Jean (Evanston, IL) - 11:20 AM:
In a very general "elevator pitch" sense...what is happening to the brain during an epileptic seizure?
Dr. Jaishree Narayanan
it is a short circuit in the brain when some or all of the neurons in the brain get hyper excited due to excessive current leaking in.

  Evan (Northbrook, IL) - 11:22 AM:
Why am I able to "breathe away" my seizures? If I feel one starting I can sometimes take a deep breath or 2 and then it never goes full "aura" but subsides instead. Like, have you heard of that before or is there any science that explains that?
Dr. Jaishree Narayanan
yes sometimes breathing relaxes you and the seizure resolves because relaxing causes non-excitatory chemicals to release in your brain. Some patient can distract themselves like slap their hand or touch something cold to make their seizures resolve as well.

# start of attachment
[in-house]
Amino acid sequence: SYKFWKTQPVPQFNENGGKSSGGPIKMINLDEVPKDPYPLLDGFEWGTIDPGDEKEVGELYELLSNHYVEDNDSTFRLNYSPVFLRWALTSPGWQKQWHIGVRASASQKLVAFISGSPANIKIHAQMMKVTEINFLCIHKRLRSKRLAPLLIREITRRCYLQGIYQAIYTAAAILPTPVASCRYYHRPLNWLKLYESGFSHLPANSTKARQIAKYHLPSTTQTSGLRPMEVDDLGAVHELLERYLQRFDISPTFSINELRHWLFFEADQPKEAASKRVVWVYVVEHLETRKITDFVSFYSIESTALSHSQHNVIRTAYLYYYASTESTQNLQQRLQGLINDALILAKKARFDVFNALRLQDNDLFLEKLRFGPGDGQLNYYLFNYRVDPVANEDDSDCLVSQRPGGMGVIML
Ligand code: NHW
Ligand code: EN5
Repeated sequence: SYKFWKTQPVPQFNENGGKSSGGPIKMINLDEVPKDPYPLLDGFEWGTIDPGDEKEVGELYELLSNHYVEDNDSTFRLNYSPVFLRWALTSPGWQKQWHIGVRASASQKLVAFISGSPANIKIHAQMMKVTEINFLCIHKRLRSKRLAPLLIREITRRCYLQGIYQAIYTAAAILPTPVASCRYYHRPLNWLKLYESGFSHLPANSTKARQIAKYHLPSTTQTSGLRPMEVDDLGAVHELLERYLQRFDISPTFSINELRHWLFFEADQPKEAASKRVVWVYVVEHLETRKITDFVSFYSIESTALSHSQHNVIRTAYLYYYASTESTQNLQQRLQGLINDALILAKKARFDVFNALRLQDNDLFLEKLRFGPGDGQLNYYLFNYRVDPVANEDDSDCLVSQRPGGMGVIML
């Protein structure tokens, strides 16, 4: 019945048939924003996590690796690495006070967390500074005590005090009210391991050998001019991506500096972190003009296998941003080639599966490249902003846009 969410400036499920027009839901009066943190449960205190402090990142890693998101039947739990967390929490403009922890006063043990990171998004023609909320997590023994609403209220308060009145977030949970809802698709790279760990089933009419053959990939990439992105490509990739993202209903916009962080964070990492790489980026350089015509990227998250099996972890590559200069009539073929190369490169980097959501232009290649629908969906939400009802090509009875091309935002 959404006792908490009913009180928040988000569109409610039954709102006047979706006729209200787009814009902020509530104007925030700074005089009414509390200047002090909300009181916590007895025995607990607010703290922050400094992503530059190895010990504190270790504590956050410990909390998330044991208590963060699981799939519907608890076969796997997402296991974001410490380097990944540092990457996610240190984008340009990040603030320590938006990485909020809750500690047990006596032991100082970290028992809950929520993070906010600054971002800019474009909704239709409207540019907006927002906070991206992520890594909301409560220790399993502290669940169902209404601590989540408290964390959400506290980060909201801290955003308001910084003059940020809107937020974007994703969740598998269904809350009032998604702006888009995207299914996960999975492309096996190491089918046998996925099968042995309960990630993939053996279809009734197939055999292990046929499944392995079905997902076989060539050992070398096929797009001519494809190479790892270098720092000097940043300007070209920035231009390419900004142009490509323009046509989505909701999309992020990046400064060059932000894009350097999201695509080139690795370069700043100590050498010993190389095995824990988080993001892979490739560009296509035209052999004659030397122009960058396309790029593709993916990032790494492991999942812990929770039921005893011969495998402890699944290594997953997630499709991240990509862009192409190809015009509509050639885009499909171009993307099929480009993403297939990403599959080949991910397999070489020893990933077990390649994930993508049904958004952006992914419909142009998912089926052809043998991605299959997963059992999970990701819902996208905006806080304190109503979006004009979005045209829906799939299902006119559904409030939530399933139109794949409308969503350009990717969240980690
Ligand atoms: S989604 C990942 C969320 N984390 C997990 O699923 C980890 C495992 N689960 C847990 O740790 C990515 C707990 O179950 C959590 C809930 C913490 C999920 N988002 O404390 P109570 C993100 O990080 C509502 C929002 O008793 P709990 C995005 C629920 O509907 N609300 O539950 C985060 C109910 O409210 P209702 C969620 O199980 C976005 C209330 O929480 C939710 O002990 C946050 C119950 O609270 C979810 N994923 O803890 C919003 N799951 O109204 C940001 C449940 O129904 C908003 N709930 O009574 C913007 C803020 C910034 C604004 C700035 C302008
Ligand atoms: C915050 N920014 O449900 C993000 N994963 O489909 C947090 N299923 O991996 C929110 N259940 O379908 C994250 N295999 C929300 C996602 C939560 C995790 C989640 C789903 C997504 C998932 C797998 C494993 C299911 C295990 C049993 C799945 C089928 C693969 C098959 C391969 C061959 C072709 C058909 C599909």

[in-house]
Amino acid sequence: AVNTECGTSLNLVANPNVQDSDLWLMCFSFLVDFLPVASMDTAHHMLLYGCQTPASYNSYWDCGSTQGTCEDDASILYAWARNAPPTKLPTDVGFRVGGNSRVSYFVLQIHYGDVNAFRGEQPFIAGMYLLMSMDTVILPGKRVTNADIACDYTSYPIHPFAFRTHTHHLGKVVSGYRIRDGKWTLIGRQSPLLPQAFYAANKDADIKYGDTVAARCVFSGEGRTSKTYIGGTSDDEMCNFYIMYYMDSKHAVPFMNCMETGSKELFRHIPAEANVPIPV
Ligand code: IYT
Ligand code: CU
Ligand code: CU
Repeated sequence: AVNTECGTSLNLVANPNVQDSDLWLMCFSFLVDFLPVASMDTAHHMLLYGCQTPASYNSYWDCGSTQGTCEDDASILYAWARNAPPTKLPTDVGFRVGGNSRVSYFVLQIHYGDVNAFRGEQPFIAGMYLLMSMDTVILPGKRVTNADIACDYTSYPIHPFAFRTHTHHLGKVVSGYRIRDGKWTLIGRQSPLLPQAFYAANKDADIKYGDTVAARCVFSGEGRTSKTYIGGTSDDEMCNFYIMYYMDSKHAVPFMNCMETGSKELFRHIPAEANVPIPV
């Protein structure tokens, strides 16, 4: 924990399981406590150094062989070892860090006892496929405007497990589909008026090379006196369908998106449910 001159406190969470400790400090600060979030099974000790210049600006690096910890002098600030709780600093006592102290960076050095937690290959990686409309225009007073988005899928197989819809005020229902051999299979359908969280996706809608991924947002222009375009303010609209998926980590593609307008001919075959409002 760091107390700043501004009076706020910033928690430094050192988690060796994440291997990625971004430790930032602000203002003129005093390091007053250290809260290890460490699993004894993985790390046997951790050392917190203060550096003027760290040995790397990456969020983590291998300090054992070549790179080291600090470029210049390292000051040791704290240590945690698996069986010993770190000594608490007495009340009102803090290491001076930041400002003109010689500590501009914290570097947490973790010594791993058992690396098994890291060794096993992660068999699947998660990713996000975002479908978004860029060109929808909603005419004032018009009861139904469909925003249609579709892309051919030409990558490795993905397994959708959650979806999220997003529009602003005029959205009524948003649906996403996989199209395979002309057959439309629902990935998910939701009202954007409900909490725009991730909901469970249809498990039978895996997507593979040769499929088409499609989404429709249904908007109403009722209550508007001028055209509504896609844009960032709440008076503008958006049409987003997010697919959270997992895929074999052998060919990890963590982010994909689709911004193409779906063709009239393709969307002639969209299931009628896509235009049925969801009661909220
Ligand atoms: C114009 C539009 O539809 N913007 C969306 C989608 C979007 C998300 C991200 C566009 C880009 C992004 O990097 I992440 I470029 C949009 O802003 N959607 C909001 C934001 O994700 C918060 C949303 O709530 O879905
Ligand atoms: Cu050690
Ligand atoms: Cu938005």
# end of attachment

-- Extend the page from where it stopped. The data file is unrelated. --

Evan (Northbrook, IL) - 11:27 AM:
Quick follow up question...I wouldn't rely solely on this method and obviously taking medicine is the way to go...but is it worth my time to do this? Can it prevent the damage you mentioned above? or is it already too late once the chemicals have started to release?
Dr. Jaishree Narayanan
the only way to prevent the damage completely is to prevent the seizure. yes by shortening the seizure duration, the damage is less.

  Kelly (Evanston, IL) - 11:29 AM:
I know there are different types of seizures. Can you experience more than one type? If yes, then what would cause you to experience one or the other?
Dr. Jaishree Narayanan
yes one can have more than one type of seizure. if the seizure starts from one side if the brain and stays on that side then you can have symptoms like staring, confusion, shaking of one side of the body etc. When that seizure spreads to involve both sides, then convulsions tend to happen.

  Zane (Wilmette, IL) - 11:34 AM:
Are there any new treatments or advancements in the field of epilepsy?
Dr. Jaishree Narayanan